AP Photo/Jeff ChiuPrime Minister of India Narendra Modi, left, with Facebook CEO Mark Zuckerberg
- Facebook is changing how it manages Pages and ads on both its social network and on Instagram.
- The company will require political and issue-based ads and Pages with large numbers of followers to be authorized; advertisers will need to confirm their identity and location.
- The changes are aimed at increasing transparency and accountability and preventing election interference.
Facebook is tightening the noose on advertisers and changing how it manages Pages and ads on its social network and Instagram.
The company will now require Pages with large numbers of followers to be authorized and will require the same of political ads on its site and Instagram. The new requirements are aimed at increasing transparency and accountability and preventing election interference, Rob Goldman, Facebook's vice president of ads, and Alex Himel, its vice president of local and Pages, said in a blog post on the company's site.
"We know we were slow to pick-up foreign interference in the 2016 US elections," Goldman and Himel wrote. "By increasing transparency around ads and Pages on Facebook, we can increase accountability for advertisers - improving our service for everyone."
The company will require authorization for issue-based ads, such as ads around current political topics and debates. Advertisers will need to confirm their identities and location in order to get authorized. Facebook will ban those that don't clear the process from running political ads on either its social network or on Instagram.
Each message from an approved advertiser will be labeled as a "Political Ad" and will show who paid for it.
Anyone who manages a Facebook Page with a substantial number of followers will need to be verified as well. Page owners who do not clear the process will no longer be able to publish posts on them.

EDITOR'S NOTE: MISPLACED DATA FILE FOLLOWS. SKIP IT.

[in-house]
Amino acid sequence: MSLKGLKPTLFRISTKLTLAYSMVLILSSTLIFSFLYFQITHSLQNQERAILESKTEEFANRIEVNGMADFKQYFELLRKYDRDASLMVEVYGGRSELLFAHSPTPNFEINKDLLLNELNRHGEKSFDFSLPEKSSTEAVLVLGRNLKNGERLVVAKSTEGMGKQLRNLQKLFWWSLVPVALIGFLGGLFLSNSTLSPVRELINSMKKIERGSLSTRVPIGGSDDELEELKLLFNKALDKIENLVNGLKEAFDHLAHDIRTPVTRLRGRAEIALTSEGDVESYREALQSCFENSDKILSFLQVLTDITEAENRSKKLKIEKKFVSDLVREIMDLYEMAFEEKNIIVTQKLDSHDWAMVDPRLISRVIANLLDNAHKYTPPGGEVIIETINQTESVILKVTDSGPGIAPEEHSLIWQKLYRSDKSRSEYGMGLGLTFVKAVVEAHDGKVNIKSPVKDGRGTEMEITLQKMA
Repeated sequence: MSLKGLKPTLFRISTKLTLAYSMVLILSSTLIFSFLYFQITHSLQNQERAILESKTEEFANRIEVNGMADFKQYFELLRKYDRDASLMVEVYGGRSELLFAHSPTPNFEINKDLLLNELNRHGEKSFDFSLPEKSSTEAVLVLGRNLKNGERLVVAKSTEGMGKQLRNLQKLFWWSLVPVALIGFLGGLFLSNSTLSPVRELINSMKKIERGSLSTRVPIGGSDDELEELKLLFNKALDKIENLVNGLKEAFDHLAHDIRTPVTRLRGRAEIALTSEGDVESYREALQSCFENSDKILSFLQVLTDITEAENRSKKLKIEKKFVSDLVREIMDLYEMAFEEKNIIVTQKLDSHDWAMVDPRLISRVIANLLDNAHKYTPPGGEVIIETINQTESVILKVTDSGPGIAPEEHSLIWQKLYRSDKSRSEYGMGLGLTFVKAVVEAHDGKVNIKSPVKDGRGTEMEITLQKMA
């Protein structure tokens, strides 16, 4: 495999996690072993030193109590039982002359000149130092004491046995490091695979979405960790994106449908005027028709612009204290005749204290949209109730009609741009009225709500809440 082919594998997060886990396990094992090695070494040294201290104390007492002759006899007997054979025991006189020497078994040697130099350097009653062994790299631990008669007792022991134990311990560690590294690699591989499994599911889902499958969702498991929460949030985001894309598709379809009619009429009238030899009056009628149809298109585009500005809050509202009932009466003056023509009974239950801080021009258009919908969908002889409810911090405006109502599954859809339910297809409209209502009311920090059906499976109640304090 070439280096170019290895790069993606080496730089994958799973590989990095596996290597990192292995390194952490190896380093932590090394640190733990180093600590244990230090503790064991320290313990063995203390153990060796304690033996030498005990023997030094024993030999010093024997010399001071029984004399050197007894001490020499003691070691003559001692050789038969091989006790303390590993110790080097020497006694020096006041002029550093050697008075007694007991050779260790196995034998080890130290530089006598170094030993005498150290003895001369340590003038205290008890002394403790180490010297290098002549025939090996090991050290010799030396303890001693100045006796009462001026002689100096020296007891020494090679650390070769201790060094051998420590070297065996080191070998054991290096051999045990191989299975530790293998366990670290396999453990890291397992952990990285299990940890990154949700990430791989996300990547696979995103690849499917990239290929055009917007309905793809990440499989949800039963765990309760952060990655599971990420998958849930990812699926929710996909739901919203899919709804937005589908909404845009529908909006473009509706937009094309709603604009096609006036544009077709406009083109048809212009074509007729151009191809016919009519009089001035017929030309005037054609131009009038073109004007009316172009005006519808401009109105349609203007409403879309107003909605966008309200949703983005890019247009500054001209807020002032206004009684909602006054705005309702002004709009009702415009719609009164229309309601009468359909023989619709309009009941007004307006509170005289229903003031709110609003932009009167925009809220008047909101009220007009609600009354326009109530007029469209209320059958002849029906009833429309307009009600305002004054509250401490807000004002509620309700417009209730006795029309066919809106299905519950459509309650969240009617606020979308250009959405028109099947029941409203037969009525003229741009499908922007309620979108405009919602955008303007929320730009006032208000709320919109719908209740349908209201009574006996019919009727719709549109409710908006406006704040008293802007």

The new requirement is intended to clamp down on users with fake accounts running Facebook Pages. Going forward, visitors to Pages will be able to see more information about them, such as name changes they've undergone.
The changes are intended to prevent future abuse of Facebook's sites during elections, Goldman and Himel said in their post. They're also designed to give users all the information they need to assess the trustworthiness of both ads and Pages.
The move to authorize issue-based ads comes on top of the changes Facebook rolled out in October. It announced then that advertisers running federal election-related ads in the US would be required to verify their identities and include disclosures with their ads. Facebook said it was working with third parties to develop a list of key issues, which it would refine over time.
The new requirements follow a series of changes by Facebook to get control of ads and Pages
And the company has been taking other steps to prevent abuse of its services. It built a feature called "View Ads" that lets users see all the ads a Facebook Page is running, even ones that may not have been targeted at them. Facebook is testing the feature Canada and plans to launch it globally this summer. The company also is planning to release in June a searchable archive of all past political ads which would show not just their images and text, but also the amount that was spent on them and the demographic audience information that was used to target them at Facebook users.
With the US midterm elections coming in November and elections in India, Brazil, Mexico, Pakistan, Hungary, and other countries slated for this year also, preventing election interference is a huge focus for Facebook right now, company CEO Mark Zuckerberg said recently.
Indeed, it's one of his top priorities for 2018, and Facebook will hire more people to assist with the effort, Zuckerberg reiterated in a post on his Facebook account. He also voiced his support for the Honest Ads Act, a proposed law that would apply similar disclosure requirements for political ads that are placed on online services that are already mandated for those that run on television or in print. He said he hoped the steps would help raise the bar for all political advertising online.
"These steps by themselves won't stop all people trying to game the system," Zuckerberg wrote. "But they will make it a lot harder for anyone to do what the Russians did during the 2016 election and use fake accounts and pages to run ads."
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